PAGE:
Gail: Why did you choose this method (thinking, “Why aren’t you doing it the way I did it?”)?

Lydia: BLW has a lot of benefits – by exposing him to flavors and textures now, he will hopefully be less of a picky later on. Also, by not taking the time to spoon feed him, we all get to enjoy meals as a family. I get to eat while my food is still hot! Another factor for us is that it is cheaper and takes less time. I don’t have to buy baby food, or spend hours making homemade purees.

Gail: Isn’t he at risk of choking (picturing a vision of baby gagging, turning blue, and dialing 911)?

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Lydia: No more so than purees. Because he is learning to chew first, he is learning to handle foods before they get anywhere close to his airway. He might gag, but there is a big difference between gagging and choking – a baby’s gag reflex is much further forward in the mouth than an adult’s, so their little bodies are designed to protect them!

Also, we definitely take common sense safety precautions. Before we started, we took an infant CPR course to prepare ourselves for the worst (hopefully we’ll never need it!).  I also have yet to give him anything that is too hard to gum – no raw apples or carrots. Other major choking hazards are things the size of grapes or cherry tomatoes. These can be quartered lengthwise to make them safe, but I’ve just not introduced them yet.

The other important thing is to simply make sure everything is washed down, so he gets water during the meal and then I usually nurse him for a minute or two afterwards to make sure his mouth is free from obstructions.

Gail: Does he get enough nutrition? It seems like he spits everything out!

Lydia: At the moment, all of his nutrition is coming from breastmilk. I nurse him before every meal. This is totally fine for him – he doesn’t really need much else until he’s a year old (the saying is, “food before one is just for fun!”). The biggest concern is his iron intake. Breastmilk does have some iron, but not much. I remedy this by keeping my own iron intake up, and making sure to give him iron rich foods like red meat, broccoli, spinach, and eggs.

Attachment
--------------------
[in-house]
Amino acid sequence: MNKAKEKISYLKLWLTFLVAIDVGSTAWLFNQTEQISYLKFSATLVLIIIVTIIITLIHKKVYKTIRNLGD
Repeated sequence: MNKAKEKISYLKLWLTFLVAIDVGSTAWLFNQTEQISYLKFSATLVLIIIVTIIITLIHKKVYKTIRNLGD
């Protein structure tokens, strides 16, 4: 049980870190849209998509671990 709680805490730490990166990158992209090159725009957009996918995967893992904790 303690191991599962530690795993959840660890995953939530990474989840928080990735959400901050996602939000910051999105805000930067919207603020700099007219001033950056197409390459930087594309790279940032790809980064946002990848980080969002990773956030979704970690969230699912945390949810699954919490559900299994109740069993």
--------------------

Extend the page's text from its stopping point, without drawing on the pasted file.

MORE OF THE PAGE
Also, it might seem like he spits every single thing out, but I know he must be swallowing at least some things, because they come out the other end!

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Gail: Giving him foods willy-nilly seems extreme. Can his system handle strange tastes?

Lydia: Yes! It is important to wait until six months for his digestive system to finish developing, but after that, he can handle anything. Breastmilk adopts strong flavors, so he has actually already been exposed to some things. Just like an adult, there may be things that are too spicy for his taste, but it’s all part of the learning experience (his and mine – I’ve been learning what kinds of things he likes and doesn’t like).

Gail: Will you ever give him pureed foods?

Lydia: Not unless I would eat it pureed, like applesauce or smoothies. We haven’t given those yet, but when we do we will use “pre-loaded spoons” which basically means I will dip the spoon in the applesauce, and them lay it in front of him so he can pick it up and put it in his mouth himself.

Gail: Look at him! He’s totally loving that avocado! Meal time sure is a happy time. I am remembering parents of my preschoolers complaining how they can’t get their kids to eat, or that the table is a battlefield.

Lydia: That’s one of the best parts of Baby-Led Weaning! Obviously there will probably come a day when I need to tell him to eat his dinner, but for the moment he can learn to love food and taste different flavors and textures without any stress or pressure. There are some days when he doesn’t try much, and that is ok!

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Gail: Ok, I am convinced you’re on to something! I guess there’s always something new to learn and that the way I did it isn’t necessarily the only or best way to parent. How about if you pass me more of that humble pie?

Watch our video to witness BLW in action:

Lydia's Nest

Deacon: Six Months

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My sweet boy is six months old! This is crazy! He is getting bigger every day. I’m so proud of him – I’m both super excited for each new thing he learns, and yet sad that he is leaving certain stages behind. That’s motherhood I guess!

Physical Development

Deacon’s physical development is taking off in leaps and bounds. He still loves to stand with help and dance around, and he is getting strong enough to pull himself up. He’s only done this with our hands, but I know it’s just a matter of time before he discovers he can do it with the furniture. He can sit upright on his own if we set him down like that, but he can’t quite get himself in that position yet. He has figured out how to scootch himself around. He’s really good at going backwards, and just starting to figure out how to move forwards. It’s kind of funny to watch him – his limbs go all over the place. Check out this video to see him doing it 🙂

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Social Development